In the short BBC video Spain's otherworldly red river, Ricardo Amils, a researcher in Spain's Astrobiology Center says the following (amateur transcription):

Río Tinto is a peculiar place in our planet that has many similarities with Mars. The most important one is iron. Mars is red because of its iron, and Río Tinto is the red river.

The river’s singular red colour comes from ferric ion, iron oxidised due to the river’s acidity...

Considering the similar geochemistry and minerology, this place is a good analogue to Mars. Life on Mars would probably look like life here.

During his trips to South America, Charles Darwin found life in extreme saline conditions. He then predicted that we would find life in the subsoil. It took us 200 years to prove him right. If there is life on Mars, as some of us believe, it has to be in the subsoil.

What definitely equialised Río Tinto and Mars was the discovery of jarosite in Mars. This iron and potassium sulphate is produced in great quantities in Río Tinto.

Upon drilling the river’s subsoil, scientists found a great variety of bacteria and microorganisms. These could thrive in extreme conditions, and need no oxygen.

Question: Is it possible to better explain the connection (if any) between jarosite and subsoil biological activity that's hinted at by the video?

The BBC's news videos don't always remain viewable indefinitely, so here are some screen shots for background and context. click for full size

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    $\begingroup$ Just a tip. I have been there with university and the romans extracted the jarosite level. It is or it was an Ag rich jarosite. My teacher said he found amazing romans knew were the Ag was centuries before Lavoisier was born! $\endgroup$
    – user18590
    Mar 6 '20 at 7:12
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    $\begingroup$ @Universal_learner oh how cool, and yes I find that quite amazing as well. That's something to think (and maybe ask) about, hmm.... $\endgroup$
    – uhoh
    Mar 6 '20 at 10:17
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    $\begingroup$ An interesting section about Jarosite, with reference to Mars. This mineral could only have precipitated from highly acidic water. Any sea at Meridiani was more like battery acid than drinking water. Given the abundance of basaltic lavas on the Martian surface, it is surprising that these waters would be so acidic. Reactions between water and basalt on the Earth tend to produce neutral to basic solutions. $\endgroup$
    – Fred
    Mar 7 '20 at 2:42
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    $\begingroup$ Another interesting section about biogenic jarosite. **... a strain of the fungus Purpureocillium lilacinum from the acidic environment of Río Tinto. An indepth study of its biomineralization abilities revealed that this fungus was able to produce biogenic jarosite ... The biomineralization process started in both cases in the cell wall, at the outer part of the fungal cell. However, living and dead fungal biomass performed differently in terms of biomineralization efficiency ... ** $\endgroup$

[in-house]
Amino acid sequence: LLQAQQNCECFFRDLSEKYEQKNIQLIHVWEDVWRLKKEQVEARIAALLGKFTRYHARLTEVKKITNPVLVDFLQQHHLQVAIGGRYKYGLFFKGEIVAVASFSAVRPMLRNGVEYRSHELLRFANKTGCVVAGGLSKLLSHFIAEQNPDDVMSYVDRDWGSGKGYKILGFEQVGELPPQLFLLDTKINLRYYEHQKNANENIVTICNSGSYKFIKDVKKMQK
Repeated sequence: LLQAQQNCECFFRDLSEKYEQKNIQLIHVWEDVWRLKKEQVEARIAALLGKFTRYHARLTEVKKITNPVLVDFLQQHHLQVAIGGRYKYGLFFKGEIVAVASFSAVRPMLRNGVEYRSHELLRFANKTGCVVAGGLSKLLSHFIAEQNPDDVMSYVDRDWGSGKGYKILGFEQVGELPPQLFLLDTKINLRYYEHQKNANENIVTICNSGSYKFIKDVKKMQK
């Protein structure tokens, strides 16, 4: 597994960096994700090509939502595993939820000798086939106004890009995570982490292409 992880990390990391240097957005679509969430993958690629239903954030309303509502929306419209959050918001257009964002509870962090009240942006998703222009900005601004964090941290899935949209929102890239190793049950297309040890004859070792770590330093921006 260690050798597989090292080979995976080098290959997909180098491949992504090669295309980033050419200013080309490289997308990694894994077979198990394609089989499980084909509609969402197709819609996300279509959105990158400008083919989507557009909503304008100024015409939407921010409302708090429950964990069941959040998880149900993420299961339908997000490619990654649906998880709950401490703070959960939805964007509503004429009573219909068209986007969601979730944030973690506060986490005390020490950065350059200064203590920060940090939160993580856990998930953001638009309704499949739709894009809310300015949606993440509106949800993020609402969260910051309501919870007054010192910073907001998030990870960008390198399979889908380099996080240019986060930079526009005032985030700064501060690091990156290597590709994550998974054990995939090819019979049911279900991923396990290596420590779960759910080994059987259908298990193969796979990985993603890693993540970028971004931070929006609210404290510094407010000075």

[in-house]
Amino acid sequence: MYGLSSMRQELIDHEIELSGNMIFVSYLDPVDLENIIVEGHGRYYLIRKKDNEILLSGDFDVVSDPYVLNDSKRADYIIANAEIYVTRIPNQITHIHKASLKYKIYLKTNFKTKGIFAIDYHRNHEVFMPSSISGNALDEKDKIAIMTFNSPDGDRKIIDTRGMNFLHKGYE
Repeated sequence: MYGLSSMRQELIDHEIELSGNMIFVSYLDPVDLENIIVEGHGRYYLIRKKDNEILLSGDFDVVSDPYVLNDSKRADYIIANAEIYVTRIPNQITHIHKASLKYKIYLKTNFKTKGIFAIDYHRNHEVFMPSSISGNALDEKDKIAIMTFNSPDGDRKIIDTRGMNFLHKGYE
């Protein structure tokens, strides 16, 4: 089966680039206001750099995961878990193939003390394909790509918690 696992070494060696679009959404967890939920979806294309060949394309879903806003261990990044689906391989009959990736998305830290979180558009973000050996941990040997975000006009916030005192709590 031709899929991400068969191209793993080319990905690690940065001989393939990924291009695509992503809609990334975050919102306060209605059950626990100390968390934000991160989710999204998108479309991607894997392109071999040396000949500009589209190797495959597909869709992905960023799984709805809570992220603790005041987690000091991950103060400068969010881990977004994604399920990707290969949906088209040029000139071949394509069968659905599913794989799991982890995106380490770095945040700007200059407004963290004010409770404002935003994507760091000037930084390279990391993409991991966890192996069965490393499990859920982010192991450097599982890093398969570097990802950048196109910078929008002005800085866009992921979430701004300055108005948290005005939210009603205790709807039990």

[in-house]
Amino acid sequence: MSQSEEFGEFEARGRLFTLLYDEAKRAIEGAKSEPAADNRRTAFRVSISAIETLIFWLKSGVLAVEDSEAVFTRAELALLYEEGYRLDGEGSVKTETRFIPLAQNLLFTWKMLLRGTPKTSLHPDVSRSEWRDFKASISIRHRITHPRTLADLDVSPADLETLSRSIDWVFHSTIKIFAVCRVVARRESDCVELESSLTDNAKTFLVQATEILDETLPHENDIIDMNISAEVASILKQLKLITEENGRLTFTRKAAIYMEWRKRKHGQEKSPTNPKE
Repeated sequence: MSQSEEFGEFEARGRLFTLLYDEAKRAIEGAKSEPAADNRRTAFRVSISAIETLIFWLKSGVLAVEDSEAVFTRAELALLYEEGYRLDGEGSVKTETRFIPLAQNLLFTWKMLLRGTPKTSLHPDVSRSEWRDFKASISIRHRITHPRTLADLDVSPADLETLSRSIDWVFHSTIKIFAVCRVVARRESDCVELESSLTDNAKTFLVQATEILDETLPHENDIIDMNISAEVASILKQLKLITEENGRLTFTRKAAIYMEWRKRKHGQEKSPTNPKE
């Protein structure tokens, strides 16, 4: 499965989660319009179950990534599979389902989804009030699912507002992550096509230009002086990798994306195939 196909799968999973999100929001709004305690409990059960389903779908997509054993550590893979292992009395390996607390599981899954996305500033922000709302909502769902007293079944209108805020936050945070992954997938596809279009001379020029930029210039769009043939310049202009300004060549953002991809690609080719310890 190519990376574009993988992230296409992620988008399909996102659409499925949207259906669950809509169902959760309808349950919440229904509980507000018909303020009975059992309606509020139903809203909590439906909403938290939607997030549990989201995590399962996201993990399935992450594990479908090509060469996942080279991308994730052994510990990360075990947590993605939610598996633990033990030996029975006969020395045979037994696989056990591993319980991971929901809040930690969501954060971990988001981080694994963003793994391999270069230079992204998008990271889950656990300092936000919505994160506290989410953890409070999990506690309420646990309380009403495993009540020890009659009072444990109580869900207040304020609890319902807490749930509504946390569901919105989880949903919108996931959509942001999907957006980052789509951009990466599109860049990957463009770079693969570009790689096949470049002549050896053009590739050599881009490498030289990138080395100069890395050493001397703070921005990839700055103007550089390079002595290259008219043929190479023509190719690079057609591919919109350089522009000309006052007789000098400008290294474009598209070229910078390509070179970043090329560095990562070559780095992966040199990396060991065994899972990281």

– Fred
    Mar 7 '20 at 3:00
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    $\begingroup$ ...The authors explain this difference by the presence of EPS associated with living fungal biomass. They conclude that jarosite formation is a process independent from active metabolism and that requires fungal biomass and EPS as nucleation sites.. I'm assuming EPS is Extracellular Protein Secretion. $\endgroup$
    – Fred
    Mar 7 '20 at 3:01

From what I've read so far, it appears jarosite may not be a prerequisite for the formation of certain life forms, instead that it is produced by certain organisms.

Río Tinto (Huelva, southwestern Spain) is an extreme environment with a remarkably constant acidic pH and a high concentration of heavy metals, conditions generated by the metabolic activity of chemolithotrophic microorganisms thriving in the rich complex sulfides of the Iberian Pyrite Belt (IPB). Fungal strains isolated from the Tinto basin were characterized morphologically and phylogenetically. The strain identified as Purpureocillium lilacinum specifically induced the formation of a yellow-ocher precipitate, identified as hydronium-jarosite, an iron sulfate mineral which appears in abundance on the banks of Río Tinto. The biomineral was characterized by X-ray diffraction (XRD) and its formation was observed with high-resolution transmission electron microscopy (TEM) and scanning electron microscopy (SEM) coupled to energy-dispersive X-ray spectroscopy (EDX) microanalysis. Jarosite began to nucleate on the fungal cell wall, associated to the EPS, due to a local increase in the Fe(3+) /Fe(2+) ratio which generated supersaturation. Its formation has been also observed in non-viable cells, although with much less efficiency. The occurrence of P. lilacinum in an ecosystem with high concentrations of ferric iron and sulfates such as Río Tinto suggests that it could participate in the process of jarosite precipitation, helping to shape and control the geochemical properties of this environment.